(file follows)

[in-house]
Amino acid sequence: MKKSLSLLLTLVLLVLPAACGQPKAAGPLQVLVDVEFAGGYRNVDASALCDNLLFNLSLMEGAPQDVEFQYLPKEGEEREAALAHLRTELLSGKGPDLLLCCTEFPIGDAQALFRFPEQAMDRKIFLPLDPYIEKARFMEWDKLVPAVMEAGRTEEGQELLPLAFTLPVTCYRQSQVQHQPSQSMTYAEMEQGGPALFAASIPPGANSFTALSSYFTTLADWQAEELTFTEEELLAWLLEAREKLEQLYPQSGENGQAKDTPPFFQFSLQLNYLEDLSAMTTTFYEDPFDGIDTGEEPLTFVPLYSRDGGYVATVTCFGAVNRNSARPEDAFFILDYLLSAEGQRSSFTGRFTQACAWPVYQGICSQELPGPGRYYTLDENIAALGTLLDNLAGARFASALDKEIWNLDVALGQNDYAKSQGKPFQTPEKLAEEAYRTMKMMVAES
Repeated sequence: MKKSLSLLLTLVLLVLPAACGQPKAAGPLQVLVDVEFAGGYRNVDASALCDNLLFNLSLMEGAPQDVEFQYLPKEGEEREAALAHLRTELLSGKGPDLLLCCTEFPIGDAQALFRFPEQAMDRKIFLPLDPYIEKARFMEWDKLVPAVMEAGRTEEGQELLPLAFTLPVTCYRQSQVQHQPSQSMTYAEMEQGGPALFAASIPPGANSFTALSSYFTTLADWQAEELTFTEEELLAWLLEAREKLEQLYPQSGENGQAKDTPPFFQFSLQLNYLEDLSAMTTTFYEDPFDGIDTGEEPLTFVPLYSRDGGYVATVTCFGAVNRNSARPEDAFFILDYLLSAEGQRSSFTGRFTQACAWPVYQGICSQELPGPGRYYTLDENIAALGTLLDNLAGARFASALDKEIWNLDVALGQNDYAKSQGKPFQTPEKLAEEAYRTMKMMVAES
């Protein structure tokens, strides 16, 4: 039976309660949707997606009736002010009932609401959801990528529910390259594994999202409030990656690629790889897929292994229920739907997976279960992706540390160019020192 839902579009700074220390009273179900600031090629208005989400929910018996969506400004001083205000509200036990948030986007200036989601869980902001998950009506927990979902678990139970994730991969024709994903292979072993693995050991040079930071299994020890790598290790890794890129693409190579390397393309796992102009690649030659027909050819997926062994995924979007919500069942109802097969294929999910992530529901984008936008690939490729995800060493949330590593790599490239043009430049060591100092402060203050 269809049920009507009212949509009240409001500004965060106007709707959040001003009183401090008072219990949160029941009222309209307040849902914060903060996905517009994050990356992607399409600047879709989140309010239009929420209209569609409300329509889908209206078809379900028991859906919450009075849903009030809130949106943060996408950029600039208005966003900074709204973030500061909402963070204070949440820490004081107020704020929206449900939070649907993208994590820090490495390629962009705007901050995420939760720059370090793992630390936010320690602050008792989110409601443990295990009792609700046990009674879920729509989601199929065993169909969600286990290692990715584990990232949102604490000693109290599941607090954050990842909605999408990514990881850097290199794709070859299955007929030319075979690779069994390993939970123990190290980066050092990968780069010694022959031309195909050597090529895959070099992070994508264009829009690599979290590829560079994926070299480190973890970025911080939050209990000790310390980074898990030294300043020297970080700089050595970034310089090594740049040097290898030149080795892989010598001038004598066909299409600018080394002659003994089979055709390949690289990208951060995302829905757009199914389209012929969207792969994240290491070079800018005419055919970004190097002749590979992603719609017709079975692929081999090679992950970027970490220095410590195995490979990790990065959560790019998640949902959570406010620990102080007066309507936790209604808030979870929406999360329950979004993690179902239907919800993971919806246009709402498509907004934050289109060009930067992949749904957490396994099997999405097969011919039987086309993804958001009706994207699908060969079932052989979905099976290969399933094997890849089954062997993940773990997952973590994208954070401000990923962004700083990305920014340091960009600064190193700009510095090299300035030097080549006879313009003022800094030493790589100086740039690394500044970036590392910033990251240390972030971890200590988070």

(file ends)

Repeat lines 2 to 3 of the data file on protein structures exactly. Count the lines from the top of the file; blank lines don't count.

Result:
Amino acid sequence: MKKSLSLLLTLVLLVLPAACGQPKAAGPLQVLVDVEFAGGYRNVDASALCDNLLFNLSLMEGAPQDVEFQYLPKEGEEREAALAHLRTELLSGKGPDLLLCCTEFPIGDAQALFRFPEQAMDRKIFLPLDPYIEKARFMEWDKLVPAVMEAGRTEEGQELLPLAFTLPVTCYRQSQVQHQPSQSMTYAEMEQGGPALFAASIPPGANSFTALSSYFTTLADWQAEELTFTEEELLAWLLEAREKLEQLYPQSGENGQAKDTPPFFQFSLQLNYLEDLSAMTTTFYEDPFDGIDTGEEPLTFVPLYSRDGGYVATVTCFGAVNRNSARPEDAFFILDYLLSAEGQRSSFTGRFTQACAWPVYQGICSQELPGPGRYYTLDENIAALGTLLDNLAGARFASALDKEIWNLDVALGQNDYAKSQGKPFQTPEKLAEEAYRTMKMMVAES
Repeated sequence: MKKSLSLLLTLVLLVLPAACGQPKAAGPLQVLVDVEFAGGYRNVDASALCDNLLFNLSLMEGAPQDVEFQYLPKEGEEREAALAHLRTELLSGKGPDLLLCCTEFPIGDAQALFRFPEQAMDRKIFLPLDPYIEKARFMEWDKLVPAVMEAGRTEEGQELLPLAFTLPVTCYRQSQVQHQPSQSMTYAEMEQGGPALFAASIPPGANSFTALSSYFTTLADWQAEELTFTEEELLAWLLEAREKLEQLYPQSGENGQAKDTPPFFQFSLQLNYLEDLSAMTTTFYEDPFDGIDTGEEPLTFVPLYSRDGGYVATVTCFGAVNRNSARPEDAFFILDYLLSAEGQRSSFTGRFTQACAWPVYQGICSQELPGPGRYYTLDENIAALGTLLDNLAGARFASALDKEIWNLDVALGQNDYAKSQGKPFQTPEKLAEEAYRTMKMMVAES